An obscure panel of 14 unknown Californians is about to begin a yearlong process that will result in a once-in-a-decade decision affecting every resident of the Golden State.
Elected officials, prospective candidates, and political watchers of all stripes are beginning to train their eyes at the California Citizens Redistricting Commission.
Friday, the Commission was reset, with new commissioners appointed for the first time since 2011. Now, they have the power to reshape the state’s political boundaries and its politicians’ political fortunes.
The early takeaway? Any hope that the central and southern San Joaquin Valley would have a voice shaping its legislative districts for the next decade have decidedly been dashed.
Yet, it didn’t have to be.
A high-wire act to redraw lines
The commission is tasked with state-level reapportionment, or the process of redrawing boundaries for Congressional, California Board of Equalization, state Senate, and State Assembly districts within the Golden State.
Prior to 2011, the process of redistricting was tightly-controlled by the California State Legislature.
Ten years ago, California voters approved Proposition 20, taking the power to draw districts away from politicians – who were accused of choosing their own voters – and handing it to 14 citizens who were not active players in the political process beyond the ballot box.
After one cycle of citizen-led redistricting nine years ago, the process is still the subject of intense debate centering on political, geographic, and demographic bias.
Valley representation comes up short
Redistricting prognosticators have long-wagered that – for the first time since California’s admission into the Union – the Golden State would lose a Congressional seat due to a decade of population migration.
One place where population growth has continued, despite the statewide trend? The San Joaquin Valley.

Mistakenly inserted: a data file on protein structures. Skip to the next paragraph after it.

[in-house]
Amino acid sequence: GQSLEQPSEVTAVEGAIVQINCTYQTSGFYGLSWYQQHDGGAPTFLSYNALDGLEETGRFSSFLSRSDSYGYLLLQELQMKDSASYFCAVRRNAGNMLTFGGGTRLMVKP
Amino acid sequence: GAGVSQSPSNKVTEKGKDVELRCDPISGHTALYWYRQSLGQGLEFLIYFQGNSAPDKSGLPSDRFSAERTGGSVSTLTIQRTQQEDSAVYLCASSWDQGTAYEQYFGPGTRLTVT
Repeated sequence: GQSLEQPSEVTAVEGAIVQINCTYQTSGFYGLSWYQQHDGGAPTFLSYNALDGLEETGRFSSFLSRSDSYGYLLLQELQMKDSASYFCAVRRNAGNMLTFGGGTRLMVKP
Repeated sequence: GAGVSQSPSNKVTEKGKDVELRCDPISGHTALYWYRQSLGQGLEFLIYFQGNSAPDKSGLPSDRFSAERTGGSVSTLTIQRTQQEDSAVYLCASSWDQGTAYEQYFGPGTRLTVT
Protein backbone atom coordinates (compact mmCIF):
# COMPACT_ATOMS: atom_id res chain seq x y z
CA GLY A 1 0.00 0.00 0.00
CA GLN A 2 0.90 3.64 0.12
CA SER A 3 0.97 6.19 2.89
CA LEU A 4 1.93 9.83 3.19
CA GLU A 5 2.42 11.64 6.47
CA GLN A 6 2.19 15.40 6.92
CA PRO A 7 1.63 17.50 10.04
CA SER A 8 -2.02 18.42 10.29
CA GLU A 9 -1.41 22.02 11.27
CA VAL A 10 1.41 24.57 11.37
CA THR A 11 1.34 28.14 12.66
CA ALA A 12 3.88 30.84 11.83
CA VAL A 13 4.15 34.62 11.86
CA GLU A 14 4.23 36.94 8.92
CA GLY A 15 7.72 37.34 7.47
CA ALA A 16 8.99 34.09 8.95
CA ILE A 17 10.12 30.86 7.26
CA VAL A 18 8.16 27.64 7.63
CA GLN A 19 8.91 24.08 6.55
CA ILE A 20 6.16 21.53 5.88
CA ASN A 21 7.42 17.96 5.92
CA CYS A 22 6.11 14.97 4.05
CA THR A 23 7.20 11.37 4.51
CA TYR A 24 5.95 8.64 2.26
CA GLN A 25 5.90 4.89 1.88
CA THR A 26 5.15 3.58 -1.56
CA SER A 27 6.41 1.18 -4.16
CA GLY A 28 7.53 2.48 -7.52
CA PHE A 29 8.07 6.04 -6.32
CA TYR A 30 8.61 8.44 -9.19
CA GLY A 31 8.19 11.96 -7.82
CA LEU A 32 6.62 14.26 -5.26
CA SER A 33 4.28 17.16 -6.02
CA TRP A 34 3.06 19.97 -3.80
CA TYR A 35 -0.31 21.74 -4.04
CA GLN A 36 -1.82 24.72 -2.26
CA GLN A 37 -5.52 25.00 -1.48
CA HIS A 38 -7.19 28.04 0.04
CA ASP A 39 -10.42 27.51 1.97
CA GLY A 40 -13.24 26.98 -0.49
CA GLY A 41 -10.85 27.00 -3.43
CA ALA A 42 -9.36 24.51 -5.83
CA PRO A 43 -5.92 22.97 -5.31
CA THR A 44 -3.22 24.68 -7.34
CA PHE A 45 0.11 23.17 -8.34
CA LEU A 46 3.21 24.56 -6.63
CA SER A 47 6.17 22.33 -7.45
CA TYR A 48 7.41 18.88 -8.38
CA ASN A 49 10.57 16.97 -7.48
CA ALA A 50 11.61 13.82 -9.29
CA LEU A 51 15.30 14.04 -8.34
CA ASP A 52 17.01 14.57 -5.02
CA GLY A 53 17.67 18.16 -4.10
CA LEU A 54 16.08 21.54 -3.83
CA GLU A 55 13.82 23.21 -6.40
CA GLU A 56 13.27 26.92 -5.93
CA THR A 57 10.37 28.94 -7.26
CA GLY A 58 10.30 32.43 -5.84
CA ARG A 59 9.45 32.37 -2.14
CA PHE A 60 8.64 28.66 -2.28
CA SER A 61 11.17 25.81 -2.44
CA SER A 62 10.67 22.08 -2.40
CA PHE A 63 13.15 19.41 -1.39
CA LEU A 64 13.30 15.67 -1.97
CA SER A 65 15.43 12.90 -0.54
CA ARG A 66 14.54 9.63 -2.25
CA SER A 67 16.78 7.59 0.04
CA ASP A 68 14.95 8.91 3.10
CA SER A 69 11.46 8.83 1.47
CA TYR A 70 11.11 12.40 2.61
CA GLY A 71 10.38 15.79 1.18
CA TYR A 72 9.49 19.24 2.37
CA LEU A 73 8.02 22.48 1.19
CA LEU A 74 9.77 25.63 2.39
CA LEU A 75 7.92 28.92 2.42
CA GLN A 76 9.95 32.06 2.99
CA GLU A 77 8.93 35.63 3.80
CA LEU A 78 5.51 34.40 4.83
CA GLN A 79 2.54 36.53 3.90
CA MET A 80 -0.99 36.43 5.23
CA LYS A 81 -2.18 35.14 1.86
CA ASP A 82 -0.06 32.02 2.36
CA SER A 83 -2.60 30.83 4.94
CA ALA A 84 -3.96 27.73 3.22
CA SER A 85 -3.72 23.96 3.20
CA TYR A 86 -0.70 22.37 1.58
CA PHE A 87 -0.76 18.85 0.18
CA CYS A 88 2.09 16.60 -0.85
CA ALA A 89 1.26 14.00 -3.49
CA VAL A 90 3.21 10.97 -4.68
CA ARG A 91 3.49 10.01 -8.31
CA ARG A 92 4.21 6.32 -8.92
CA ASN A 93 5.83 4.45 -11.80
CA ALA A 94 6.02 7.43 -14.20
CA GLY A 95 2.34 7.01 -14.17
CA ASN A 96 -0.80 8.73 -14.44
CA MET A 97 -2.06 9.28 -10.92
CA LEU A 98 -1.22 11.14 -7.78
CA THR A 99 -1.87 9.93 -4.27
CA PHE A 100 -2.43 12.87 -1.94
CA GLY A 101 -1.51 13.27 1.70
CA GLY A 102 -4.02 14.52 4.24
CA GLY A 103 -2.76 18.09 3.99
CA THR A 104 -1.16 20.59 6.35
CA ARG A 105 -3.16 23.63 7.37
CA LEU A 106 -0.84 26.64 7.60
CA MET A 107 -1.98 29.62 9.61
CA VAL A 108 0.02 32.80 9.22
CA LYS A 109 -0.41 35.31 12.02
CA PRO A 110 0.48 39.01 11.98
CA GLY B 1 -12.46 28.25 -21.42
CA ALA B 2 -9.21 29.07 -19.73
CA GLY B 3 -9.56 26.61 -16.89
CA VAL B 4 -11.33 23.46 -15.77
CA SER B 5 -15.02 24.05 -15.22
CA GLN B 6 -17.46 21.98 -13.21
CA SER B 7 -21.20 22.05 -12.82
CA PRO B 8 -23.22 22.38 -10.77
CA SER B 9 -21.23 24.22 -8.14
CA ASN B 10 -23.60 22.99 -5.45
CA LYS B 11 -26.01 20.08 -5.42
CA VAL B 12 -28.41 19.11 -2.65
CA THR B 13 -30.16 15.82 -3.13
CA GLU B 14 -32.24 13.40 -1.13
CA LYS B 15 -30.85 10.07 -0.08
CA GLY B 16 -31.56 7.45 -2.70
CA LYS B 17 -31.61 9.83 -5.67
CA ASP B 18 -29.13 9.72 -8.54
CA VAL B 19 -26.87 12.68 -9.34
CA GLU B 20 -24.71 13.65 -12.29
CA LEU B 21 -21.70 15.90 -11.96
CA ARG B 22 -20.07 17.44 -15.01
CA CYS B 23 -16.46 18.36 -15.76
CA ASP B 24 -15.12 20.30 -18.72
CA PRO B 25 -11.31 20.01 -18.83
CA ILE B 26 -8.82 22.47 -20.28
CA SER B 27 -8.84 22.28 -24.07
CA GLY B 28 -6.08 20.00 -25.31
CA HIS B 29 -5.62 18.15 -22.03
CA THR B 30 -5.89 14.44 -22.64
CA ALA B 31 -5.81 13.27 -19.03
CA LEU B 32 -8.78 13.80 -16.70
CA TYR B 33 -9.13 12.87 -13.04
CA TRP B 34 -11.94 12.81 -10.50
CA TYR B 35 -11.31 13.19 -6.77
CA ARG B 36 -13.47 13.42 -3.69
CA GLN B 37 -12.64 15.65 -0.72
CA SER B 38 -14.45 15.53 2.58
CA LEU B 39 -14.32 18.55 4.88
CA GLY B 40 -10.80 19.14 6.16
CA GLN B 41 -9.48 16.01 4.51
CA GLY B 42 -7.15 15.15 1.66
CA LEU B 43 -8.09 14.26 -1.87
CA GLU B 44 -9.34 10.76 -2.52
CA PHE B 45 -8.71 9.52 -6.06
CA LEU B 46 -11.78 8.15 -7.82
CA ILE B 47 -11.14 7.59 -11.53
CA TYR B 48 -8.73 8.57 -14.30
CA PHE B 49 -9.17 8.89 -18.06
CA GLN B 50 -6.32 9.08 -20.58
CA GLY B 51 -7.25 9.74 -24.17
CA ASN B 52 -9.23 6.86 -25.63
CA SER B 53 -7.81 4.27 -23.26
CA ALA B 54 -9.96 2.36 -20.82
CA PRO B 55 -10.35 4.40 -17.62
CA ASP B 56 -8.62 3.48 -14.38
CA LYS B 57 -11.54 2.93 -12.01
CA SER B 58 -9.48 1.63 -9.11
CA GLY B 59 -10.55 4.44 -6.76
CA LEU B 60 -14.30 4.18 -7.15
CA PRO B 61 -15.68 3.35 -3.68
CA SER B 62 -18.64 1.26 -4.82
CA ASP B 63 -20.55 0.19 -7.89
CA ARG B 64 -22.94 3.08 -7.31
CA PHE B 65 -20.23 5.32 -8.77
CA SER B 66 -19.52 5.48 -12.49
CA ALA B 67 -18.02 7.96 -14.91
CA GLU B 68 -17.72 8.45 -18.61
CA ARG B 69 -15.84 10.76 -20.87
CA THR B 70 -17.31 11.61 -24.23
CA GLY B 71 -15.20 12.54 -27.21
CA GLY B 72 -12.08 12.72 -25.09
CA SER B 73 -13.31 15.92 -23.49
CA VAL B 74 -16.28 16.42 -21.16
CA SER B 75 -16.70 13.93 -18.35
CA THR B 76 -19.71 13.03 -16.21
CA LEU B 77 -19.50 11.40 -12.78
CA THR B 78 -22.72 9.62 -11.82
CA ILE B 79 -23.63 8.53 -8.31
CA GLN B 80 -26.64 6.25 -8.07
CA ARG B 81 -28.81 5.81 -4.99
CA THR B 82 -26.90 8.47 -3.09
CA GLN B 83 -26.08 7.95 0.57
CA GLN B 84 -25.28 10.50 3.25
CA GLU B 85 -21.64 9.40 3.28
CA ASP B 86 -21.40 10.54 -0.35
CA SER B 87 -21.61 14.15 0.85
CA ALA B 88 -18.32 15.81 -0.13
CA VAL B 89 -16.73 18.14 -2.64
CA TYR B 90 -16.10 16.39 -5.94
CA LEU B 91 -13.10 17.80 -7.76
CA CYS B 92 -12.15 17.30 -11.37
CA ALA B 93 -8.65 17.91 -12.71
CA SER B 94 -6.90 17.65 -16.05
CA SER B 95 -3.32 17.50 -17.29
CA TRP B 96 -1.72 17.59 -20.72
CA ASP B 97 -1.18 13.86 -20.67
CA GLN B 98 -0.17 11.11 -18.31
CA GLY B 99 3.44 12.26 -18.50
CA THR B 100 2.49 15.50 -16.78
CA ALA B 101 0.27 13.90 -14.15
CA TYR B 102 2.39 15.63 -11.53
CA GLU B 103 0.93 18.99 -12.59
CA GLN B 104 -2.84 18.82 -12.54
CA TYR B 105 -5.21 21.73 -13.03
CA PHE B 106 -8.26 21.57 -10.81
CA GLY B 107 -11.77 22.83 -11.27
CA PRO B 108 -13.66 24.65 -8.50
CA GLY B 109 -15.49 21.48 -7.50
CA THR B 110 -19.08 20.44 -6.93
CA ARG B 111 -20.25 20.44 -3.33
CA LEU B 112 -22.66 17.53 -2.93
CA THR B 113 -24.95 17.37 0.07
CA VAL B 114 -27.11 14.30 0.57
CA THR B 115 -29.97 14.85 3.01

And while Valley officials hoped the population shift would immediately translate to a bigger seat at the table, only two Valley representatives made it onto the commission.
Both of the Valley’s newly-appointed commissioners – Democrat Trena Turner and Republican Neal Fornaciari – reside in northern edge of the region, in San Joaquin County.
Turner is the executive director of Faith in the Valley, a regional social justice advocacy nonprofit with outposts along Highway 99 from Stockton to Bakersfield.
Fornaciari owns an organizational management and business consultancy based in Tracy.
A blitz on a Latino Republican
Despite stripping elected politicians of the power to draw California’s political boundaries, the process remains as political as ever.
Look no further than Richard Gallegos, one of more than 20,000 applicants seeking a seat on the redistricting panel.
A son of the Imperial Valley who relocated to Clovis and served the Fresno County Sheriff’s Office as a Deputy Sheriff for more than 20 years, Gallegos – now an adjunct criminology instructor at Clovis Community College – was one of 12 finalists vying for a slot on the Commission.
Then came a letter.
Penned on behalf of nine community advocate groups operating in Fresno County, it broadly painted Gallegos as a contributor to a culture of racial discrimination within Fresno County’s criminal justice system.
“[A] cursory analysis of the Fresno County law enforcement community does not necessarily speak to impartiality, and in fact, demonstrates the opposite,” the letter reads.
The only specific example of discrimination alleged by the activists was that Gallegos was defendant in a sex discrimination lawsuit.